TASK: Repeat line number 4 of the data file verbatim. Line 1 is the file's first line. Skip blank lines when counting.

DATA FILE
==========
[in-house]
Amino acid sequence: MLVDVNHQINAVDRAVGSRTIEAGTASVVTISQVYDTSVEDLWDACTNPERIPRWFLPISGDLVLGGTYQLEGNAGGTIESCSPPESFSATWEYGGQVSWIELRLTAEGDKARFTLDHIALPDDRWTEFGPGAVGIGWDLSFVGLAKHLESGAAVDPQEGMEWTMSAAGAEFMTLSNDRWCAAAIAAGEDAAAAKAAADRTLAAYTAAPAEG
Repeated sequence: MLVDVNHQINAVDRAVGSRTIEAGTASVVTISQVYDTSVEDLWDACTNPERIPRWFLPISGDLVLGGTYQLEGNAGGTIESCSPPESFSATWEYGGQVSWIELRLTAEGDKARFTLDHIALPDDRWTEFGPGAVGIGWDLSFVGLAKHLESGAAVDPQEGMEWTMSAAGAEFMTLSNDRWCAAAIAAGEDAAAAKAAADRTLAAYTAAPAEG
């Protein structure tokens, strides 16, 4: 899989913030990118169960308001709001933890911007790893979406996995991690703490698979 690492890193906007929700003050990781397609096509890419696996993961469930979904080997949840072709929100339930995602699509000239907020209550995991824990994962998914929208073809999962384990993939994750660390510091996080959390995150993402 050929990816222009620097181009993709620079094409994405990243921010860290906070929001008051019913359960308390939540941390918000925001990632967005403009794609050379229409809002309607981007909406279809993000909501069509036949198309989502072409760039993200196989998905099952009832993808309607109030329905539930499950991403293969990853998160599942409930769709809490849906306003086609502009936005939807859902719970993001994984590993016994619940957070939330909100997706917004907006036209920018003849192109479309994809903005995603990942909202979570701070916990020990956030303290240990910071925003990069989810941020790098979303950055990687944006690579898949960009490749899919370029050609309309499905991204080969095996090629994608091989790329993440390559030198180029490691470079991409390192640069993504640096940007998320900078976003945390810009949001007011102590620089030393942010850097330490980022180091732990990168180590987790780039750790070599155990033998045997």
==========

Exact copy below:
């Protein structure tokens, strides 16, 4: 899989913030990118169960308001709001933890911007790893979406996995991690703490698979 690492890193906007929700003050990781397609096509890419696996993961469930979904080997949840072709929100339930995602699509000239907020209550995991824990994962998914929208073809999962384990993939994750660390510091996080959390995150993402 050929990816222009620097181009993709620079094409994405990243921010860290906070929001008051019913359960308390939540941390918000925001990632967005403009794609050379229409809002309607981007909406279809993000909501069509036949198309989502072409760039993200196989998905099952009832993808309607109030329905539930499950991403293969990853998160599942409930769709809490849906306003086609502009936005939807859902719970993001994984590993016994619940957070939330909100997706917004907006036209920018003849192109479309994809903005995603990942909202979570701070916990020990956030303290240990910071925003990069989810941020790098979303950055990687944006690579898949960009490749899919370029050609309309499905991204080969095996090629994608091989790329993440390559030198180029490691470079991409390192640069993504640096940007998320900078976003945390810009949001007011102590620089030393942010850097330490980022180091732990990168180590987790780039750790070599155990033998045997």